Melbourne: People given large servings of food eat more than those given smaller servings, even after they have been taught about the impact of portion size on consumption, a new study has found.
The study, published in the Journal of Health Psychology, highlights the need to find new ways to reduce the effect of portion size on overeating. "Studies have consistently shown that increases in portion sizes for a wide range of foods and beverages result in increased energy intake. And the impact is not affected by factors such as hunger or the taste of the food," said Dr Lenny Vartanian, a senior lecturer in the University of New South Wales School of Psychology and an author of the paper.
The team, including researchers from the University of Toronto in Canada, found that learning how to engage in mindful - rather than mindless - eating also did not decrease food intake by a significant amount in those given large servings.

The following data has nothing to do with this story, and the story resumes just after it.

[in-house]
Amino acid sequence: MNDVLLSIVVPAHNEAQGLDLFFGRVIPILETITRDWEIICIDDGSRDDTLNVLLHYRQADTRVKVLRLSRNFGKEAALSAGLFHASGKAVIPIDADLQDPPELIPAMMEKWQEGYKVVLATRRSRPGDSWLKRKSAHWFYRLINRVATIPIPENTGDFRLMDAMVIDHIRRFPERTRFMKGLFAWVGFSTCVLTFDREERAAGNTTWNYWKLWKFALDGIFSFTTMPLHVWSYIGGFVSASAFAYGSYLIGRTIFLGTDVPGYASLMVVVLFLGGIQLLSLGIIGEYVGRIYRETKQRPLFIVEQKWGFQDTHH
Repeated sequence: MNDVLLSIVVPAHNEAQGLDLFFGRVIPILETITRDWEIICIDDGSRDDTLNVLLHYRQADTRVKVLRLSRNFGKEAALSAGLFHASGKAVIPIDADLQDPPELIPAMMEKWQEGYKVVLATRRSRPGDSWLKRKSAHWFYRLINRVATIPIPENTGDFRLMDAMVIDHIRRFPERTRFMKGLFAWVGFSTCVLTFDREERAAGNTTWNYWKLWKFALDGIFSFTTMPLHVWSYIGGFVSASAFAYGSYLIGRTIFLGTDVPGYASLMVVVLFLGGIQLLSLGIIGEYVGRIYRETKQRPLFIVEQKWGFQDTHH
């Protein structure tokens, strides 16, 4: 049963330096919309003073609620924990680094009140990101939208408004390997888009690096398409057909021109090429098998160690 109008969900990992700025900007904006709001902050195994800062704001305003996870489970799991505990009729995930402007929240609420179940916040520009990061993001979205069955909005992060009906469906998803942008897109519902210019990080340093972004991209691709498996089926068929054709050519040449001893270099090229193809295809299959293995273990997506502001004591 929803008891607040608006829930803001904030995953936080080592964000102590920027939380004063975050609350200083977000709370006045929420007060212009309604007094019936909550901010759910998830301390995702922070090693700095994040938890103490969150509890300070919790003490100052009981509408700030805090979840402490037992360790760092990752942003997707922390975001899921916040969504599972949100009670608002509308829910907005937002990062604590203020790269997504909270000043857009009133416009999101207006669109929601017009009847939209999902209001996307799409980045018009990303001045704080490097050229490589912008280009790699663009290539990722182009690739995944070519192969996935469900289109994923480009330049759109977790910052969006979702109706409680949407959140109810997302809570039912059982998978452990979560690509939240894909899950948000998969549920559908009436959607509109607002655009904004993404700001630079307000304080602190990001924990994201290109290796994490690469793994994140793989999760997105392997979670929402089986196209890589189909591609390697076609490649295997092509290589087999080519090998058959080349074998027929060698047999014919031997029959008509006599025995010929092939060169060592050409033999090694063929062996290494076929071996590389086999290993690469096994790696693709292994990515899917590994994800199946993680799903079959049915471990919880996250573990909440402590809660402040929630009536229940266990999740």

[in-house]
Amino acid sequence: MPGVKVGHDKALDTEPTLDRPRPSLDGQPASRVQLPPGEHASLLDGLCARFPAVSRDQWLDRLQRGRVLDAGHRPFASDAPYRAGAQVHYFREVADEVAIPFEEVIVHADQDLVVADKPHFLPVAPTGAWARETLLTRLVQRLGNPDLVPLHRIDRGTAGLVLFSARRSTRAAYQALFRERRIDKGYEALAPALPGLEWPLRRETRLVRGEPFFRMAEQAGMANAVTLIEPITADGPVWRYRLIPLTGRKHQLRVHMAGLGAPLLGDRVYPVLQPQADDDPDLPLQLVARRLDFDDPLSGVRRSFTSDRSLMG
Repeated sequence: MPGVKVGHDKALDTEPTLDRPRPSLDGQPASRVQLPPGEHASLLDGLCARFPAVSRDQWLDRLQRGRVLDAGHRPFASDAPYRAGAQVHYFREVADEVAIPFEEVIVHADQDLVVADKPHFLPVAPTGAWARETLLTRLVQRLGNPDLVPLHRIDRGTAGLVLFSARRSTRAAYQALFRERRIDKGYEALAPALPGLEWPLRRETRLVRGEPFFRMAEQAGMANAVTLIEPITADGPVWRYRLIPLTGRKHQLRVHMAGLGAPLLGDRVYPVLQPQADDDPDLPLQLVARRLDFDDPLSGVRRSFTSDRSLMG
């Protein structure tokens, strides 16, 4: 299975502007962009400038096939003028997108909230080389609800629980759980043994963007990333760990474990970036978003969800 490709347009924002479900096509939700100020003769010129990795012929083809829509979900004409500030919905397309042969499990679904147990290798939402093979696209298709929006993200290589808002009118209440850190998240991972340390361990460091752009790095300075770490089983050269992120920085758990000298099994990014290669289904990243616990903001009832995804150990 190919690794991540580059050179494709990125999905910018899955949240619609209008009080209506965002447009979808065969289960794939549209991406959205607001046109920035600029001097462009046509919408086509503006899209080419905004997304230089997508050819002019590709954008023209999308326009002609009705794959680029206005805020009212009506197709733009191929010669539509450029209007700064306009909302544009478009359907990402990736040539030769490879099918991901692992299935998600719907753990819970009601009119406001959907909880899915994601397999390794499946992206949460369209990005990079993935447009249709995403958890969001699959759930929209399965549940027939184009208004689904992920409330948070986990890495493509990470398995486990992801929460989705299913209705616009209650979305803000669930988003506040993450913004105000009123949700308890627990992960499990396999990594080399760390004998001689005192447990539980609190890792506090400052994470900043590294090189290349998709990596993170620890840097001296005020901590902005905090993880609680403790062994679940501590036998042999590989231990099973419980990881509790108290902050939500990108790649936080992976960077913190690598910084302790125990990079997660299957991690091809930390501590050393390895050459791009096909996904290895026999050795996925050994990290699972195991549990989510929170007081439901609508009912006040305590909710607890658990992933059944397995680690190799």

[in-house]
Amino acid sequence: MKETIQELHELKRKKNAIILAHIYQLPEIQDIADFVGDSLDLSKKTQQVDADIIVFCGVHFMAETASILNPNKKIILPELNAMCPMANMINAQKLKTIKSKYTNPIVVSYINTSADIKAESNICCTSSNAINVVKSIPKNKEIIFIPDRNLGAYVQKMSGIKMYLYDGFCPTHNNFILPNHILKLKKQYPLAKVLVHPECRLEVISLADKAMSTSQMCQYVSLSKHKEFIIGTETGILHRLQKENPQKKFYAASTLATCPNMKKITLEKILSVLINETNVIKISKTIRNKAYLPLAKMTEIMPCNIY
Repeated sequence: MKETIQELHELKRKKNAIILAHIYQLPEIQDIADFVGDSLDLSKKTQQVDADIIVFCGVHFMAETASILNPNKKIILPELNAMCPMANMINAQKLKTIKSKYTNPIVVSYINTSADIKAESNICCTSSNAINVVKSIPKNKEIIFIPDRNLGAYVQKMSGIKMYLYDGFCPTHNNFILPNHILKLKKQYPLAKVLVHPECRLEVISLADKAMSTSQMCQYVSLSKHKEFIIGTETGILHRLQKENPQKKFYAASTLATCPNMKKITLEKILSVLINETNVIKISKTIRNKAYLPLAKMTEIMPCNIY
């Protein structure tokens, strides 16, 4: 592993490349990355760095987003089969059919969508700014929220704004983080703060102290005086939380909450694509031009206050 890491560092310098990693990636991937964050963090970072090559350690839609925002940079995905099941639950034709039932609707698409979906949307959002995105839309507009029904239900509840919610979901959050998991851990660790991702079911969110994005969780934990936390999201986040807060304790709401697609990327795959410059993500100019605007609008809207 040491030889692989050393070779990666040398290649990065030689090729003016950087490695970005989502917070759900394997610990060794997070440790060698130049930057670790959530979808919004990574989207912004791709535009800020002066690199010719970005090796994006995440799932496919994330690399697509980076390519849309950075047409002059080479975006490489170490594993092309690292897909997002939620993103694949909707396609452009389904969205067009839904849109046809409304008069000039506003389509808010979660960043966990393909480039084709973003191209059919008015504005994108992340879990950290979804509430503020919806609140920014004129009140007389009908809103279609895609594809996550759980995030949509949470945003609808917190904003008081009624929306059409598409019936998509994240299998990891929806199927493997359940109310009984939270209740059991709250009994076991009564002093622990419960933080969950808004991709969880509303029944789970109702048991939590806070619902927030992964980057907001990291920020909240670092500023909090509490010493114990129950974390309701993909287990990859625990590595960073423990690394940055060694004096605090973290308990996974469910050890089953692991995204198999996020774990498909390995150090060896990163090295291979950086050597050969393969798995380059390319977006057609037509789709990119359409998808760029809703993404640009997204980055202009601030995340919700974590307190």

In the study, 96 women were served either a 350 gram portion of macaroni pasta with tomato sauce for lunch, or a 600 gram portion.
Those in the education group were given a brochure about how external factors, such as mood, advertising, portion size, and social and cultural influences can contribute to overeating, and then asked to write about how these factors had influenced their food intake in the past.
Those in the mindfulness group were also taught how to focus on the internal sensations such as the taste of food and feelings of hunger and satiety, before they were offered the pasta.
"Neither of these brief exercises reduced the effects of portion size. Overall, participants in the larger portion group consumed about a third more pasta - 69 grams - than those in the smaller portion group," Vartanian said.
This difference amounts to about 87 kilocalories of extra energy.